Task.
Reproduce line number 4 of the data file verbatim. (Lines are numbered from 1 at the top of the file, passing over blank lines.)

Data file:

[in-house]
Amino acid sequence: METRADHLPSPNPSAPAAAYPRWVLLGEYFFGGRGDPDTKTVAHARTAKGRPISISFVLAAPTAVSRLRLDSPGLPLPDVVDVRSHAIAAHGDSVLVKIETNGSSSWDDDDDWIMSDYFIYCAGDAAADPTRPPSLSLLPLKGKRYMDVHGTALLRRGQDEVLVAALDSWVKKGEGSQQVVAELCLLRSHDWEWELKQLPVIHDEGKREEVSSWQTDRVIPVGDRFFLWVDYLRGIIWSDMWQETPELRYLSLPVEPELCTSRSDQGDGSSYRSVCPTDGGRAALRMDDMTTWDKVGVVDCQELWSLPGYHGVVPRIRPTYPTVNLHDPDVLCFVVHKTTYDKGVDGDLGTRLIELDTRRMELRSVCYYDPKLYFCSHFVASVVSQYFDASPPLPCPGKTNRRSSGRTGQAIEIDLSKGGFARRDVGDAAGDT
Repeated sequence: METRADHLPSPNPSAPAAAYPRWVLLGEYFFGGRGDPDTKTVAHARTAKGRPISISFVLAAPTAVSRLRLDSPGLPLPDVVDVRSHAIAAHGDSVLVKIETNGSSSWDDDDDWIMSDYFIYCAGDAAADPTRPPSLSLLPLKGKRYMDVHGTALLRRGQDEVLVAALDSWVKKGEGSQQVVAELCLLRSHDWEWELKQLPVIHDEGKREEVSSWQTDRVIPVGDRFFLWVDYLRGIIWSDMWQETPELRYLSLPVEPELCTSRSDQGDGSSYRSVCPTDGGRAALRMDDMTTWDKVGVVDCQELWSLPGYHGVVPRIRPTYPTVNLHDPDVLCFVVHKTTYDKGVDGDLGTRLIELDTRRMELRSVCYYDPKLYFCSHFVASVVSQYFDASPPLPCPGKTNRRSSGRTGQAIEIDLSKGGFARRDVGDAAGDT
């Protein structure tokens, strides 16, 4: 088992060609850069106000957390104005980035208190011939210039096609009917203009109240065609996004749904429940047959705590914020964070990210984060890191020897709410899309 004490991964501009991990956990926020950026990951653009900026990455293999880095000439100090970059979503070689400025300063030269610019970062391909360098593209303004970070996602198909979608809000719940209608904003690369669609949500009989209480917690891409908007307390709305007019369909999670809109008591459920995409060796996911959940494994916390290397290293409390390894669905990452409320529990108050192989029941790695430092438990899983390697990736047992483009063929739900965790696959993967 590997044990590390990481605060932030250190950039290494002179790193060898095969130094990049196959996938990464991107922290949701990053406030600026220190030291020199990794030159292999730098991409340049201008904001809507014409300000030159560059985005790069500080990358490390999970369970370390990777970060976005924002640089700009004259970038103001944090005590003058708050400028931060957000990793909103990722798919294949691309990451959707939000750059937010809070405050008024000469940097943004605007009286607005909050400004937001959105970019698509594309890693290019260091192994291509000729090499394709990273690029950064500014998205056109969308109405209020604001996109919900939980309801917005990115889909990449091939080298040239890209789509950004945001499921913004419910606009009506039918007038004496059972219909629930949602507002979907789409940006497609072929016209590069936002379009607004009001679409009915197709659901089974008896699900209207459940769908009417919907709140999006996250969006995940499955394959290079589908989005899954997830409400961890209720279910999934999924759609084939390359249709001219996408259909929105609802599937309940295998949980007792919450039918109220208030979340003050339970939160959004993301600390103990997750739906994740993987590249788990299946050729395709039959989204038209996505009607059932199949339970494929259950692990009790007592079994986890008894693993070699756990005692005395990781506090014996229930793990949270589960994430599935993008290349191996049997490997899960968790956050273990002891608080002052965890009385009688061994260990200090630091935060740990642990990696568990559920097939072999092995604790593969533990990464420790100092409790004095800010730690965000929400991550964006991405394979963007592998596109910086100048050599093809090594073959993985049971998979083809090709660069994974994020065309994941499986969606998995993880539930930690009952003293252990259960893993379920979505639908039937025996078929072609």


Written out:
């Protein structure tokens, strides 16, 4: 088992060609850069106000957390104005980035208190011939210039096609009917203009109240065609996004749904429940047959705590914020964070990210984060890191020897709410899309 004490991964501009991990956990926020950026990951653009900026990455293999880095000439100090970059979503070689400025300063030269610019970062391909360098593209303004970070996602198909979608809000719940209608904003690369669609949500009989209480917690891409908007307390709305007019369909999670809109008591459920995409060796996911959940494994916390290397290293409390390894669905990452409320529990108050192989029941790695430092438990899983390697990736047992483009063929739900965790696959993967 590997044990590390990481605060932030250190950039290494002179790193060898095969130094990049196959996938990464991107922290949701990053406030600026220190030291020199990794030159292999730098991409340049201008904001809507014409300000030159560059985005790069500080990358490390999970369970370390990777970060976005924002640089700009004259970038103001944090005590003058708050400028931060957000990793909103990722798919294949691309990451959707939000750059937010809070405050008024000469940097943004605007009286607005909050400004937001959105970019698509594309890693290019260091192994291509000729090499394709990273690029950064500014998205056109969308109405209020604001996109919900939980309801917005990115889909990449091939080298040239890209789509950004945001499921913004419910606009009506039918007038004496059972219909629930949602507002979907789409940006497609072929016209590069936002379009607004009001679409009915197709659901089974008896699900209207459940769908009417919907709140999006996250969006995940499955394959290079589908989005899954997830409400961890209720279910999934999924759609084939390359249709001219996408259909929105609802599937309940295998949980007792919450039918109220208030979340003050339970939160959004993301600390103990997750739906994740993987590249788990299946050729395709039959989204038209996505009607059932199949339970494929259950692990009790007592079994986890008894693993070699756990005692005395990781506090014996229930793990949270589960994430599935993008290349191996049997490997899960968790956050273990002891608080002052965890009385009688061994260990200090630091935060740990642990990696568990559920097939072999092995604790593969533990990464420790100092409790004095800010730690965000929400991550964006991405394979963007592998596109910086100048050599093809090594073959993985049971998979083809090709660069994974994020065309994941499986969606998995993880539930930690009952003293252990259960893993379920979505639908039937025996078929072609």